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The prime minister insisted on Thursday that testing was the “sensible thing to do” as he appealed for patience from the public on the issue of disrupted travel this summer.
“You’ve got a balance our very strong desire to get people travelling with the need to protect us against new variants,” Mr Johnson told reporters.
It came as the number of confirmed daily Covid cases rose by 30,215, com outro 86 deaths within 28 days of testing positive for the virus, according to official figures.
Separate figures by the Escritório de Estatísticas Nacionais (NÓS) also revealed that an estimated 380,000 people in the UK have experienced long Covid for at least a year, including tens of thousands of children.
Good morning and welcome to The Independent’s live blog on the coronavirus pandemic for Thursday 5 agosto 2021.
India removed from UK’s ‘red’ travel list
In a major relief to the diaspora, Indians will soon be able to travel to the UK, as per the latest travel update released by Britain.
The UK government has moved India from ‘red’ to the ‘amber’ list from next week.
As per the fresh travel advisory issued by the UK government, fully vaccinated Indians flying to the UK will no longer need the mandatory 10-day hotel quarantine.
Those travelling from India will need to take a Covid test within three days before their flight and book in advance for two Covid tests to be taken on arrival in England as well as complete a passenger locator form on arrival, relatórios disseram.
Indian nationals can now quarantine at a location of their choice for 10 days after arriving in the UK.
Covid-19 in children “rarely” causes long-lasting symptoms, Lancet study reveals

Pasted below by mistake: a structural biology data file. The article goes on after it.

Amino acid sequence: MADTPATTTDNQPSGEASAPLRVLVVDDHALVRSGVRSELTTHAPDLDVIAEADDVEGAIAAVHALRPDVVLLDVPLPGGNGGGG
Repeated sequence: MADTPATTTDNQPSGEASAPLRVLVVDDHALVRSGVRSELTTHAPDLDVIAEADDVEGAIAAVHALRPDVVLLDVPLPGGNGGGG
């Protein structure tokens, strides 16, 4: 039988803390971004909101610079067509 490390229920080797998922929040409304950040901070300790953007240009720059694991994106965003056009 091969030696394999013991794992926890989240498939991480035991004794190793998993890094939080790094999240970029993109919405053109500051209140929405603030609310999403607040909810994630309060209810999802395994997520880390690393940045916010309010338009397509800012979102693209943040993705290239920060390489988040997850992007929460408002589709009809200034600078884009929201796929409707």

In a new study published in Lancet, researchers found that Covid-19 in children “rarely” causes any long-lasting symptoms.
As per the study published in The Lancet Child and Adolescent Health journal, só 4.4 per cent of children who tested positive for coronavirus experienced symptoms after 28 dias.
The study revealed that most children who develop a symptomatic Covid-19 infection “recover in six days” and the number who experience symptoms after four weeks is low.
The study, carried out by researchers in the United Kingdom, collected data through a mobile application from more than 250,000 children in the country aged between five to 17 anos.
The study revealed that the most common symptoms experienced by the children were headache (62.2 por cento) and fatigue (55 por cento). “The average duration of illness for the children who tested positive for Covid-19 was six days,”Disse. And most children recovered within four weeks.
No need for kids to be vaccinated to attend school: QUEM
The World Health Organisation has said that children do not need to be vaccinated to attend school.
WHO emphasised that it was more important for adults around children to be fully vaccinated.
Dr Katherine O’ Brien, a member of the WHO Covid-expert committee said: “There is no requirement for teenagers or kids to have to be vaccinated in order to attend school.”
Ela adicionou: “That should not be a barrier for them to attend school. It’s about the protection of the adults around them, who are the ones who really have more risk of disease.”
Enquanto isso, na Índia, earlier last month, Director of the All India Institute of Medical Sciences in New Delhi had also said that the country “should consider reopening schools in a “staggered way.”
Schools in India have been shut since March 2020 when lockdowns were first imposed across the country.
WHO calls for a moratorium on Covid-19 vaccine boosters until September
The World Health Organisation has called for a moratorium on Covid-19 vaccine boosters until at least the end of September.
Director-General Tedros Adhanom Ghebreyesus said the move will ensure vaccination for at least 10 per cent of the population in every country.
Mr Tedros said: “I understand the concern of all governments to protect their people from the Delta variant. But we cannot accept countries that have already used most of the global supply of vaccines using even more of it.”
Reuters reported that the high-income countries administered around 50 doses for every 100 people in May. And as per WHO, that number has since doubled.
And low-income countries have only been able to administer 1.5 doses for every 100 pessoas, due to lack of supply.